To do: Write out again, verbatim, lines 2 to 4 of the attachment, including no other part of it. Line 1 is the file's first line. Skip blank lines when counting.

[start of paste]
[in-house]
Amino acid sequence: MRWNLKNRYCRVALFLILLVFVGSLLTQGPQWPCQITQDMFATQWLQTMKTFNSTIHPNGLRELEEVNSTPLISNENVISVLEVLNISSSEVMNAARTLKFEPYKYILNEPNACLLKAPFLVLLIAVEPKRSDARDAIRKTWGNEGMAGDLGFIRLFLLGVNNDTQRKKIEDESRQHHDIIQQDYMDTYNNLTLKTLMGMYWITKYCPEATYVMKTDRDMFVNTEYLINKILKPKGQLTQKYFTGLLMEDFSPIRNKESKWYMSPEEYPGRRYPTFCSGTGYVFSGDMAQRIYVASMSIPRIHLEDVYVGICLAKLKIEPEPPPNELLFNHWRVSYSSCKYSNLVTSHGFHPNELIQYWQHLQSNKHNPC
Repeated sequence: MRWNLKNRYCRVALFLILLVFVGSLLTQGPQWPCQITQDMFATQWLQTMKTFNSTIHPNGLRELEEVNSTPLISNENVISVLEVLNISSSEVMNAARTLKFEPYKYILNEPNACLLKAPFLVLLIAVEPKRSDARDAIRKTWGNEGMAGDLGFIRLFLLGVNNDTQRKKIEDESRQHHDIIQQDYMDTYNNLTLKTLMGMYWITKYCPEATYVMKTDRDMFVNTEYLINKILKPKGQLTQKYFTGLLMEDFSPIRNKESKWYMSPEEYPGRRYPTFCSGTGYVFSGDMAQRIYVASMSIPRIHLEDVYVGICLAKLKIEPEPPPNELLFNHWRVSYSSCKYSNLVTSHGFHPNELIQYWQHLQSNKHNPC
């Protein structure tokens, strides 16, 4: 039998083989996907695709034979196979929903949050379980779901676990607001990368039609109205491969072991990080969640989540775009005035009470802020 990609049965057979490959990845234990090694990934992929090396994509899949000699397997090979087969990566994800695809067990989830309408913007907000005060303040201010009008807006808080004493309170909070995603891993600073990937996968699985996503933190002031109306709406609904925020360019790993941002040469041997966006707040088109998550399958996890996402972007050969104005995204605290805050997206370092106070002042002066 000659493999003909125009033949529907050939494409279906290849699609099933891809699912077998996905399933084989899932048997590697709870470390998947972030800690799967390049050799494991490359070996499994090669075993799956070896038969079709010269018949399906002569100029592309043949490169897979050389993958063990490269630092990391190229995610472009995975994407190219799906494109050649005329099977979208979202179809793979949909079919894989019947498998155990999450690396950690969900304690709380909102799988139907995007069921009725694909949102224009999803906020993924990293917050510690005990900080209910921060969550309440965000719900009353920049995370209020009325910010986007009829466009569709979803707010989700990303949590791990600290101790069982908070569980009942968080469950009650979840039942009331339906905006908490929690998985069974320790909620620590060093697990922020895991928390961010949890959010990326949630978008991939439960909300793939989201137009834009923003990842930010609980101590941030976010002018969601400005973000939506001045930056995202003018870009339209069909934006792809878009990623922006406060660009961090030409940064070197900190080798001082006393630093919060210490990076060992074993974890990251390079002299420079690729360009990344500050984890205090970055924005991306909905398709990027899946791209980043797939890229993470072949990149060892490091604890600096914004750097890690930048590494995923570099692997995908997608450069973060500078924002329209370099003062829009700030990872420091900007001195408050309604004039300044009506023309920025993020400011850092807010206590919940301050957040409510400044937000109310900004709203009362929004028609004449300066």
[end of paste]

Amino acid sequence: MRWNLKNRYCRVALFLILLVFVGSLLTQGPQWPCQITQDMFATQWLQTMKTFNSTIHPNGLRELEEVNSTPLISNENVISVLEVLNISSSEVMNAARTLKFEPYKYILNEPNACLLKAPFLVLLIAVEPKRSDARDAIRKTWGNEGMAGDLGFIRLFLLGVNNDTQRKKIEDESRQHHDIIQQDYMDTYNNLTLKTLMGMYWITKYCPEATYVMKTDRDMFVNTEYLINKILKPKGQLTQKYFTGLLMEDFSPIRNKESKWYMSPEEYPGRRYPTFCSGTGYVFSGDMAQRIYVASMSIPRIHLEDVYVGICLAKLKIEPEPPPNELLFNHWRVSYSSCKYSNLVTSHGFHPNELIQYWQHLQSNKHNPC
Repeated sequence: MRWNLKNRYCRVALFLILLVFVGSLLTQGPQWPCQITQDMFATQWLQTMKTFNSTIHPNGLRELEEVNSTPLISNENVISVLEVLNISSSEVMNAARTLKFEPYKYILNEPNACLLKAPFLVLLIAVEPKRSDARDAIRKTWGNEGMAGDLGFIRLFLLGVNNDTQRKKIEDESRQHHDIIQQDYMDTYNNLTLKTLMGMYWITKYCPEATYVMKTDRDMFVNTEYLINKILKPKGQLTQKYFTGLLMEDFSPIRNKESKWYMSPEEYPGRRYPTFCSGTGYVFSGDMAQRIYVASMSIPRIHLEDVYVGICLAKLKIEPEPPPNELLFNHWRVSYSSCKYSNLVTSHGFHPNELIQYWQHLQSNKHNPC
């Protein structure tokens, strides 16, 4: 039998083989996907695709034979196979929903949050379980779901676990607001990368039609109205491969072991990080969640989540775009005035009470802020 990609049965057979490959990845234990090694990934992929090396994509899949000699397997090979087969990566994800695809067990989830309408913007907000005060303040201010009008807006808080004493309170909070995603891993600073990937996968699985996503933190002031109306709406609904925020360019790993941002040469041997966006707040088109998550399958996890996402972007050969104005995204605290805050997206370092106070002042002066 000659493999003909125009033949529907050939494409279906290849699609099933891809699912077998996905399933084989899932048997590697709870470390998947972030800690799967390049050799494991490359070996499994090669075993799956070896038969079709010269018949399906002569100029592309043949490169897979050389993958063990490269630092990391190229995610472009995975994407190219799906494109050649005329099977979208979202179809793979949909079919894989019947498998155990999450690396950690969900304690709380909102799988139907995007069921009725694909949102224009999803906020993924990293917050510690005990900080209910921060969550309440965000719900009353920049995370209020009325910010986007009829466009569709979803707010989700990303949590791990600290101790069982908070569980009942968080469950009650979840039942009331339906905006908490929690998985069974320790909620620590060093697990922020895991928390961010949890959010990326949630978008991939439960909300793939989201137009834009923003990842930010609980101590941030976010002018969601400005973000939506001045930056995202003018870009339209069909934006792809878009990623922006406060660009961090030409940064070197900190080798001082006393630093919060210490990076060992074993974890990251390079002299420079690729360009990344500050984890205090970055924005991306909905398709990027899946791209980043797939890229993470072949990149060892490091604890600096914004750097890690930048590494995923570099692997995908997608450069973060500078924002329209370099003062829009700030990872420091900007001195408050309604004039300044009506023309920025993020400011850092807010206590919940301050957040409510400044937000109310900004709203009362929004028609004449300066």